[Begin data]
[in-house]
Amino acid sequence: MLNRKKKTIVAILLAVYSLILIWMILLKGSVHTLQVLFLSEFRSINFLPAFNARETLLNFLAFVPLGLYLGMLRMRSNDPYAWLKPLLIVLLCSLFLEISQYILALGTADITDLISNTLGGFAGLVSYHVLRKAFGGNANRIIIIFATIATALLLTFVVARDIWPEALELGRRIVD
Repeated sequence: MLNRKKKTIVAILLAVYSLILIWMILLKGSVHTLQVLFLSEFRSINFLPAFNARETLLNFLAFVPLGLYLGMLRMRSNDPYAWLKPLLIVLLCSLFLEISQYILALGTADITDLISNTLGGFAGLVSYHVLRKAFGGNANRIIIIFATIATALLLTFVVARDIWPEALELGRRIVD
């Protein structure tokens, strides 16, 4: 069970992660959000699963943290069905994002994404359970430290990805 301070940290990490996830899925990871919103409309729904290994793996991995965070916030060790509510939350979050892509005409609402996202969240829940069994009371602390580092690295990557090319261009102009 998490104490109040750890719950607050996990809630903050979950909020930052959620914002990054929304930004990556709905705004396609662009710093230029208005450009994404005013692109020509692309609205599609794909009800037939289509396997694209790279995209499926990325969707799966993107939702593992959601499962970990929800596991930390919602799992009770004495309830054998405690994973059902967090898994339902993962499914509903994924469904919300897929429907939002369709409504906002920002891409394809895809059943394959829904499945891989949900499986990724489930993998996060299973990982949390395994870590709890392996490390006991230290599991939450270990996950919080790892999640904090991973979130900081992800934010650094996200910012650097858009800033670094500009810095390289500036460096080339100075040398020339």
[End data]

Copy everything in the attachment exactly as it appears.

[in-house]
Amino acid sequence: MLNRKKKTIVAILLAVYSLILIWMILLKGSVHTLQVLFLSEFRSINFLPAFNARETLLNFLAFVPLGLYLGMLRMRSNDPYAWLKPLLIVLLCSLFLEISQYILALGTADITDLISNTLGGFAGLVSYHVLRKAFGGNANRIIIIFATIATALLLTFVVARDIWPEALELGRRIVD
Repeated sequence: MLNRKKKTIVAILLAVYSLILIWMILLKGSVHTLQVLFLSEFRSINFLPAFNARETLLNFLAFVPLGLYLGMLRMRSNDPYAWLKPLLIVLLCSLFLEISQYILALGTADITDLISNTLGGFAGLVSYHVLRKAFGGNANRIIIIFATIATALLLTFVVARDIWPEALELGRRIVD
């Protein structure tokens, strides 16, 4: 069970992660959000699963943290069905994002994404359970430290990805 301070940290990490996830899925990871919103409309729904290994793996991995965070916030060790509510939350979050892509005409609402996202969240829940069994009371602390580092690295990557090319261009102009 998490104490109040750890719950607050996990809630903050979950909020930052959620914002990054929304930004990556709905705004396609662009710093230029208005450009994404005013692109020509692309609205599609794909009800037939289509396997694209790279995209499926990325969707799966993107939702593992959601499962970990929800596991930390919602799992009770004495309830054998405690994973059902967090898994339902993962499914509903994924469904919300897929429907939002369709409504906002920002891409394809895809059943394959829904499945891989949900499986990724489930993998996060299973990982949390395994870590709890392996490390006991230290599991939450270990996950919080790892999640904090991973979130900081992800934010650094996200910012650097858009800033670094500009810095390289500036460096080339100075040398020339």